History of The Grouse Inn

The Grouse Inn is at least 170 years old, and possibly as much as 250 years old, as it lies on an ancient ‘pack-horse’ route.

Local farmers would supplement their income by brewing ale from some of their own produce and selling it to the passing travellers. The popularity of the Grouse Inn dramatically increased, when the Toller Lane, Haworth and Blue Bell Turnpike Trust was established in the middle of the 18th century to improve the road connecting Bradford & Colne: it ran from Heaton in Bradford to the Blue Bell Inn in Two Laws near Colne.

The Toller Lane, Haworth and Blue Bell Turnpike Trust was founded in 1755 by John Field of Heaton Hall (1701-1772) along with Abraham Balme (1706-1796), John Hustler (1715-1790) and Thomas Hardcastle. This Turnpike (toll) road is the road that runs along the front of the Grouse Inn, which must have benefited from the increased traffic.

The Grouse Inn is clearly marked on an old map from 1852, and so was clearly an established tavern at that time. Click on the image opposite to see if you can spot The Grouse Inn.

It is therefore quite probable that it was in the late 18th century the farmer who brewed a little ale to supplement his income, became a publican who did a little farming to supplement his income. It was from these ancient roots that the current Grouse Inn developed.

The 1841 census shows Samuel Heaton (and his wife Hannah) employed as Publican in Harehill, and as far as we know he is the earliest known landlord of the Grouse Inn. Samuel was born in Laverock Hall, Oldfield, Keighley in March 1789, one of several children born to Joseph Heaton and his wife Martha (nee Tatham). The ‘Heaton’ family has strong local links with the Harehills area, and many of Samuel’s close neighbours in 1841 were his brothers, and other relations.

The 1841 Censusx

The 1841 UK Census

When Samuel Heaton died in 1843, local Weaver Joseph Butterfield took over from him as the new Publican of the Grouse Inn. Joseph Butterfield, who was born at ‘Two Laws’, Harehills in 1817, and was another early and long-serving landlord. Although the 1851 census does not specifically name the Grouse Inn, Joseph is seen as an unmarried 34 year old Inn Keeper living at Harehills.

The 1851 Censusx

The 1851 UK Census

In August 1854 Joseph Butterfield a married local girl 9 years younger than himself: Sarah Bancroft, from Cragg Bottom, Keighley, and in February 1861 they had their only child: a daughter named Sarah Ann Butterfield. In the 1861 census Joseph is now a well-established Inn Keeper and Farmer.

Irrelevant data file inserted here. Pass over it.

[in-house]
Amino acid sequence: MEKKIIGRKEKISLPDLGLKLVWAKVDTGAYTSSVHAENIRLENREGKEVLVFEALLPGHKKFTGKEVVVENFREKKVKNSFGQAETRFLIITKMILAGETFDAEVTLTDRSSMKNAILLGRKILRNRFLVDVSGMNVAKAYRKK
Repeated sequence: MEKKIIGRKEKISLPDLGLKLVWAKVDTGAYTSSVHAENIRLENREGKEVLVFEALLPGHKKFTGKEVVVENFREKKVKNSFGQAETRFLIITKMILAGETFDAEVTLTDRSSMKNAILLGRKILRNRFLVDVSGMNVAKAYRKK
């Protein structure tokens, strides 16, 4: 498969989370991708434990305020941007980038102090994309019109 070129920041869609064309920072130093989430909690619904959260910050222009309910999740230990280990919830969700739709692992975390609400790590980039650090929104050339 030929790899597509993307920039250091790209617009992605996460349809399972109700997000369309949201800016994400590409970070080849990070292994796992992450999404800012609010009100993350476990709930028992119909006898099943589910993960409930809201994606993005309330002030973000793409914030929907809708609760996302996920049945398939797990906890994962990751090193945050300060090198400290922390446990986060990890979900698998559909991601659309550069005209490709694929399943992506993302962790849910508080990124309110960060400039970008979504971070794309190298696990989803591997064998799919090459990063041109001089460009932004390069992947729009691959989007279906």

The 1861 Censusx

The 1861 UK Census

The later censuses from 1871 onwards all have the inn itself is clearly named ‘The Grouse Inn’.

The 1871 Censusx

The 1871 UK Census

The 1881 UK Census RG11/4346 Folio 88 Page 2 (Keighley District 6)x

The 1881 UK Census RG11/4346 Folio 88 Page 2 (Keighley District 6)

Landlord Joseph Butterfield died shortly after the 1881 census in November 1881 aged 64, having been the Inn Keeper at the Grouse Inn for 38 years.

The 1891 census finds Thomas Midgley from Keighley owning the Grouse Inn, along with his wife Kate from Staffordshire, and 1 month old daughter Mary:

The 1891 Censusx

The 1891 UK Census

The 1901 census sees Samuel Wallbank, born 1852 in Oakworth as the Innkeeper of the Grouse Inn, with his wife Mary Ann, who was 2 years younger and came from Gisburn:

The 1901 Censusx

The 1901 UK Census

Following Samuel Wallbank the Grouse Inn passed to Mr Metcalfe Bailey. Metcalfe Bailey was born in 1876 in Brampton, near Bedale, and he kept the Grouse Inn along with his wife Annie (nee Wilson) from Cowling, whom he married in 1904. Metcalfe & Annie along with a 17 year old servant, Elizabeth Litchfield, from Rotherham can be seen here in the Household Return and the Summary Book from the Census of 1911.

The 1911 UK Census Return

The 1911 UK Census Return

The 1911 UK Census Summary

Metcalfe Bailey was a prominent local Licensee, and past-president of Keighley Licensed Victuallers Association. (Hopefully unrelatedly he was also the proprietor of an undertaking business!) Metcalfe Bailey owned the Grouse Inn until 1913, when he left to take over the White Horse Inn in Keighley. The White Horse Inn was a small public house, which was on Wesley Place, off Halifax Road. It pulled its last pint in the 1960s and is now a private dwelling. Metcalfe died in 1952 aged 76, and is interred at Oakworth Cemetery.

Joseph Procter:
Landlord

1983 – 1999

The Grouse Inn was bought by Timothy Taylor’s Brewery.

James Booth was landlord from 1978 until 1983 having taken over from a Mr Shackleton. James Booth was in turn replaced by Joseph Procter, who was then the landlord of the establishment for 16 years – from 1983 until 1999.

Mr Procter then was succeeded by Mark Narey and following a major refurbishment the Inn re-opened in February 2000. In 2003 Mark formed a business partnership with head chef Karl Rowlett, and together they formed the company, ‘Traditional Catering Ltd’. Karl & Mark still hold the business tenancy with Timothy Taylors.

The Grouse Inn was closed for 5 months at the start of 2005 for a new extension, with a complete refit & refurbishment.

The Grouse Inn
Harehills Lane, Oldfield, Keighley,
West Yorkshire, BD22 0RX

Tel: 01535 643073

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© Copyright 2017 - The Grouse Inn.  Part of Traditional Catering Limited - Registered in the UK, company no. 04705635